Don’t be tempted to bring all your large furniture items – sofas, dining room set, standing lamps, large beds and so on. All these can be purchased in your new country, so sell, store or, again, donate your existing furniture. If you have a particularly favorite antique or something that you feel complements your lifestyle, consider bringing that, but be ruthless. Not everything falls into that category. And furnishing your new home can be an exciting project.
You really don’t need to bring any toiletries and household supplies. Everything in that category is available, no matter where you are going. Just bring the basics you need for travel for a few days. Carrying personal toiletries – toothpaste, body wash and shampoo – with you on the plane, is limited to no more than 3 oz. They should be packed in a clear plastic zip lock bag no bigger than one liter in size.
Bicycles, surfboards, kayaks, golf clubs, roller blades, etc. – all of these take up a good deal of space and cost quite a bit to ship, but they are probably things that you honestly feel you need to bring with you. In which case, consult your international movers about the best way to have them protectively packed and transported. If they have been sitting in your garage or basement, collecting dust, then remember the acronym S.S.D. – Store, Sell or Donate!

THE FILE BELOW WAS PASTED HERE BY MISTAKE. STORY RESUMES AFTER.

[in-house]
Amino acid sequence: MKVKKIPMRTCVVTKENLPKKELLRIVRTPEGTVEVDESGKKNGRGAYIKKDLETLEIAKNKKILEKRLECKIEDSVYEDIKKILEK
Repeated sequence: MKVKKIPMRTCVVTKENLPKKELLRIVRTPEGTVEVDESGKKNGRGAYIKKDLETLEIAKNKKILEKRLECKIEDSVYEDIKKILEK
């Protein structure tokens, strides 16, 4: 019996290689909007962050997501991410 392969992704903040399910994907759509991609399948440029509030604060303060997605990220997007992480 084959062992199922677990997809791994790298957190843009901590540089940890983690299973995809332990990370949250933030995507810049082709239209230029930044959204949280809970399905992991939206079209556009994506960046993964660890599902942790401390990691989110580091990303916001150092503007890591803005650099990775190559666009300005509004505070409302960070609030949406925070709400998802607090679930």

Cars, Motorbikes and Scooters:
This is a major consideration. If you are moving for work purposes, you will probably be provided with a car in your new posting. If privately, then consider that you may be moving to a country where they drive on the other side of the road: e. g. from the US to UK or vice versa, in which case it is not wise, and possibly even illegal, to import a vehicle with the steering wheel on the “wrong” side. A motorcycle or scooter is slightly different, and it may give you initial transport, but consider the cost, import taxes, and emission regulations (which may require expensive conversions for both cars and motorbikes). Leaving cars and motorcycles behind will greatly reduce your relocation costs. Consider selling them or leaving them with a relative to use while you are away.
However, if you do decide that you absolutely must have your beloved 4×4 with you, then consider the cost of importing the vehicle, the taxes, duties, licensing fees, emission conversions, and of course the cost of maintenance.
Preparing for an overseas move is exciting, but it comes with a variety of logistical considerations, as well. Hopefully this list of items to leave behind when you embark on your journey will help you reduce the amount of packing you will need to do, and you will realize that it can be easier than you imagined. It is always best to start a new phase in life with a light heart (and light luggage).